These constraints were put in place to ensure that “the character of the built form will be distinctly rural” and to recognise “the need to preserve the rural and historic nature of the village” (Uriarra Village Concept Plan Report – 2007).

The constraints included specific requirements around the design and construction of the homes in the village. One such requirement is that the houses are solar passive in design. As such, many of the houses are north facing. This enables both optimum solar orientation, and for the houses to take advantage of the expansive views of rural landscapes to the north.

The proposed development is to the north of the village, and will therefore be in the direct sight of these north-facing houses.

The topography of the village also means that the visual impact will be significant. The village is built into the side of a hill, and is therefore elevated above the site of the proposed development.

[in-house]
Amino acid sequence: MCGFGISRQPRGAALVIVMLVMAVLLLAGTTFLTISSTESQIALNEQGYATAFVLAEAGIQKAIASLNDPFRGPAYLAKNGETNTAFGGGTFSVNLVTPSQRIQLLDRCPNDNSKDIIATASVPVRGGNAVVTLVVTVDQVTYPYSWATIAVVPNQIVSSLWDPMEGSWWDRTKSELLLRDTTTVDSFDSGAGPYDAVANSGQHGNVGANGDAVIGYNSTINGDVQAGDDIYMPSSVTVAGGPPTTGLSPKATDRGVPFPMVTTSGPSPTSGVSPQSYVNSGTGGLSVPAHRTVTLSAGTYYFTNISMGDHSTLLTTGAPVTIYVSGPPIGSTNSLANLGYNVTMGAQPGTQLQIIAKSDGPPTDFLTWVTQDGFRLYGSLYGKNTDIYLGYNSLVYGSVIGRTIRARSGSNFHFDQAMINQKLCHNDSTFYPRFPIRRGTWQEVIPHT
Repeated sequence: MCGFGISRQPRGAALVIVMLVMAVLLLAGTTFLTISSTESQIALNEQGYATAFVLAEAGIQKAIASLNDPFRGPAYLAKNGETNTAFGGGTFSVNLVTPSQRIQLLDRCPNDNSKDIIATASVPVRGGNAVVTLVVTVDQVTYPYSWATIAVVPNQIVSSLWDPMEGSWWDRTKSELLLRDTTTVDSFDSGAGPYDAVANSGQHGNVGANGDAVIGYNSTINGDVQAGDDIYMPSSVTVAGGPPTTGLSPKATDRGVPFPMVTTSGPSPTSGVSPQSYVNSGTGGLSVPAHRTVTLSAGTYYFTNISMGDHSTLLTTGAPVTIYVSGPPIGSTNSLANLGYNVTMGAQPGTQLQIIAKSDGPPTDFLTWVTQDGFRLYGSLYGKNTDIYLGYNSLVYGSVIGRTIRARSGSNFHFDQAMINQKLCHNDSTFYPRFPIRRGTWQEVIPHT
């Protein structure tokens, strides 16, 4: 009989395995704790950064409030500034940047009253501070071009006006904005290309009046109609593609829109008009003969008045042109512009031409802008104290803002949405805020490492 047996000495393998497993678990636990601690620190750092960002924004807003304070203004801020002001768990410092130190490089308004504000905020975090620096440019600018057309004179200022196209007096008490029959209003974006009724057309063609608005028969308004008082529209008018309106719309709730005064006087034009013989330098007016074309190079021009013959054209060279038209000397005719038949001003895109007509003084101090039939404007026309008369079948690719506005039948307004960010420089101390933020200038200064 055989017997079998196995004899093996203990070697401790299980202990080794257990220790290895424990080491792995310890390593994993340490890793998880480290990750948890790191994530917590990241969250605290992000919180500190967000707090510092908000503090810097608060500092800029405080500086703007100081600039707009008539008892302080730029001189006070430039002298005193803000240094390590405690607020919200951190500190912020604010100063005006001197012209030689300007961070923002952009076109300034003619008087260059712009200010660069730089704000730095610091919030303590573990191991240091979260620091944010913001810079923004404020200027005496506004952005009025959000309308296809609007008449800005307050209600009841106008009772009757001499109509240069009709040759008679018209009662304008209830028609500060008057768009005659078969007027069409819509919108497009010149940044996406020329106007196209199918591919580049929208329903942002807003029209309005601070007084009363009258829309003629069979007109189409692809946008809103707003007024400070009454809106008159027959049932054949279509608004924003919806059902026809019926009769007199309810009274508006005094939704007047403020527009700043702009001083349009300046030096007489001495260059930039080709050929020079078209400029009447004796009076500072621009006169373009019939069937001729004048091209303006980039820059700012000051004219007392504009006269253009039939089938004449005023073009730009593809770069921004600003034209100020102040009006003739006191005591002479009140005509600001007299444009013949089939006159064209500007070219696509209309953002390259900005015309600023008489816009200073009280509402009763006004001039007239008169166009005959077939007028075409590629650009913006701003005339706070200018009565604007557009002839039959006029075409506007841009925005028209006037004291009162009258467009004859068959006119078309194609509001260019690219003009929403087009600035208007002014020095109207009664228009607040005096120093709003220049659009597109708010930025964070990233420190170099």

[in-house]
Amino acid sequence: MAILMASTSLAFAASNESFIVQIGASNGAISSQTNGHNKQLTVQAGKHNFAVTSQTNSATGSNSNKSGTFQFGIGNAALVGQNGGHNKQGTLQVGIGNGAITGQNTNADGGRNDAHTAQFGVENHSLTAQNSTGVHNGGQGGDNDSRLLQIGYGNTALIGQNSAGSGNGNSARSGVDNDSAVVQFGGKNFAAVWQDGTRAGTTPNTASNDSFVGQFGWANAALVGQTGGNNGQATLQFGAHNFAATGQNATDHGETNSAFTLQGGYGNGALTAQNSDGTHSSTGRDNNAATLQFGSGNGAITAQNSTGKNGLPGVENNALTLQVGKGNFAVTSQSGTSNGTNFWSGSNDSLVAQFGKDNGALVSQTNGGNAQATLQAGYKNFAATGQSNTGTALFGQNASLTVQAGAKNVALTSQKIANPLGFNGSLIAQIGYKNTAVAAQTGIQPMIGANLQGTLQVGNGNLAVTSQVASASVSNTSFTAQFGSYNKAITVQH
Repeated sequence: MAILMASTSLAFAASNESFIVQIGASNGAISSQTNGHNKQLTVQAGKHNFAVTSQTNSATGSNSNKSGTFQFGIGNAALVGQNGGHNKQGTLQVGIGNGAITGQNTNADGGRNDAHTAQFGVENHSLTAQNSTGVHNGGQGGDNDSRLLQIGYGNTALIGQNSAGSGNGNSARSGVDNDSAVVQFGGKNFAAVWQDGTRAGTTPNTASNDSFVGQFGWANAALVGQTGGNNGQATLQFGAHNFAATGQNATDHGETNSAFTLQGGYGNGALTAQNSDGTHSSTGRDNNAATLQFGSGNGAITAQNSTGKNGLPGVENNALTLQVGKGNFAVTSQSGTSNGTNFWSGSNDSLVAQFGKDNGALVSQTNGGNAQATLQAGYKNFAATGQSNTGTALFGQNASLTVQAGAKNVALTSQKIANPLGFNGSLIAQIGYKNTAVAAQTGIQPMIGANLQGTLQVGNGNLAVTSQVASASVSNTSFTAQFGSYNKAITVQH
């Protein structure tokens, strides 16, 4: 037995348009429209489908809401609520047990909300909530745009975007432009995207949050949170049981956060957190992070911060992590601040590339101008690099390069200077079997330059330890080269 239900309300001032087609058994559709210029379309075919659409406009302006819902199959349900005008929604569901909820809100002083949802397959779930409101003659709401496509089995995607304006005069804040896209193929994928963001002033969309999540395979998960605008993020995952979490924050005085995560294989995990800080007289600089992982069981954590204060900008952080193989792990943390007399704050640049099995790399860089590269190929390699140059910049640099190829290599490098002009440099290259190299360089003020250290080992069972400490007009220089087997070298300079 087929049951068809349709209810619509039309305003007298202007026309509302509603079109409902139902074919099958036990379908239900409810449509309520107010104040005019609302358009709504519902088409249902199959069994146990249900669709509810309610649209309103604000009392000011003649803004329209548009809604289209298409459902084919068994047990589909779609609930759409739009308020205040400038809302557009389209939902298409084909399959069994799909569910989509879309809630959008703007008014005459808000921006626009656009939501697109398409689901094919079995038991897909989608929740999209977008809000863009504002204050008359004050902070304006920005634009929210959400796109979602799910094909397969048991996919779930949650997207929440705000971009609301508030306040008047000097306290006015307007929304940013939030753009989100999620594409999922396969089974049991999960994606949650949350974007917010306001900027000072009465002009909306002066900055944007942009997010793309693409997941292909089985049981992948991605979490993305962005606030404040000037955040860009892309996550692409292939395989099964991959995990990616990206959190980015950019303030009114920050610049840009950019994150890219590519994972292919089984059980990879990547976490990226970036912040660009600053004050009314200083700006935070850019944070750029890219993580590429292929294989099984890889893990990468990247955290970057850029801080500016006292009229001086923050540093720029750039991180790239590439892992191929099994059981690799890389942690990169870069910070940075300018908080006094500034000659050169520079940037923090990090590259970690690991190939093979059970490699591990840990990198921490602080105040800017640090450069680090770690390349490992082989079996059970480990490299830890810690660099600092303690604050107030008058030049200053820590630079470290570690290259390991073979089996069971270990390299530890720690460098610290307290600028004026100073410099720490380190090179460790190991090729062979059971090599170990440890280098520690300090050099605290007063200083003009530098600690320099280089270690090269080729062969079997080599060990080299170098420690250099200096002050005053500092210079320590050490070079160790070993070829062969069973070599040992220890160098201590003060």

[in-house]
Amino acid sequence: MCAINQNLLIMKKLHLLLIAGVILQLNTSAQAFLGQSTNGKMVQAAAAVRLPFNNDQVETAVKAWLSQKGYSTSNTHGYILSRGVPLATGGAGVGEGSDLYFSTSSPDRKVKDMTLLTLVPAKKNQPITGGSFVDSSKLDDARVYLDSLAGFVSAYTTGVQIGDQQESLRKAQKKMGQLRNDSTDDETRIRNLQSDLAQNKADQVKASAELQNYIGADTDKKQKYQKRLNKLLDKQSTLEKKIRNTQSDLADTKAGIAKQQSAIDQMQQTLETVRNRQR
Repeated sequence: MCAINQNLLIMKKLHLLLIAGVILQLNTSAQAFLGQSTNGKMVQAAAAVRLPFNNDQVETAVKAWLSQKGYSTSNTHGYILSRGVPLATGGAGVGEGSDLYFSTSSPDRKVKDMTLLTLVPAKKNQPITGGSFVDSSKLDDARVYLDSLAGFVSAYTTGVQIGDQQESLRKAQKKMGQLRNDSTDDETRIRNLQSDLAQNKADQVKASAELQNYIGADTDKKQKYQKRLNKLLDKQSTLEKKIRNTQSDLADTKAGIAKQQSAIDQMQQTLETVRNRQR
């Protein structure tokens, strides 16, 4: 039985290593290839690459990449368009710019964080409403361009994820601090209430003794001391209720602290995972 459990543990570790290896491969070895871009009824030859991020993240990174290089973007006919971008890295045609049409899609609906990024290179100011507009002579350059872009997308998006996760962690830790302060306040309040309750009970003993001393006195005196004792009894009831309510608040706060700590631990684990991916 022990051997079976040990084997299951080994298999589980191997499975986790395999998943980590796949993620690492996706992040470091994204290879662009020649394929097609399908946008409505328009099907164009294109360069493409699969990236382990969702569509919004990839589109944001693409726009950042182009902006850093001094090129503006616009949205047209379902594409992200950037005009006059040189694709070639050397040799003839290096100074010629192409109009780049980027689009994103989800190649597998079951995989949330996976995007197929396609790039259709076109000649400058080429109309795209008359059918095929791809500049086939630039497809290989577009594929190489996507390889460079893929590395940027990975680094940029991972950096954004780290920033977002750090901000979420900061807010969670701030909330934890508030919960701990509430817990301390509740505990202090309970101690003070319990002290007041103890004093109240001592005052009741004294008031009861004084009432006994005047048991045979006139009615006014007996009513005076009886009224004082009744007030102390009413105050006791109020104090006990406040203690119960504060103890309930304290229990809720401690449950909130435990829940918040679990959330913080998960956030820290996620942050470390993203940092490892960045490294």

The developer proposes a 20-30 metre buffer of trees along Brindabella Road to limit the visual impact of the solar farm on the village. This presents a number of issues. First, given the elevated nature of the village, it is unlikely, if not impossible, that the trees will be tall enough to screen the entire solar farm from view, meaning the visual impact will remain. Second, in partially screening the view of the solar farm, these trees will also screen out the expansive rural views to the north of the village, which are the very reason many residents chose to live in the village.

Financial Impact

The rebuilding of Uriarra Village following the devastation of the 2003 bushfires has been done under strict constraints to preserve the rural nature of the village, often at a substantially increased cost to the homeowners. The development of what is defined as a “Major Utility Installation” under the Territory Plan at such close proximity to the village, and in direct sight of many of the houses in the village, will significantly detract from the rural nature that was preserved in the rebuild.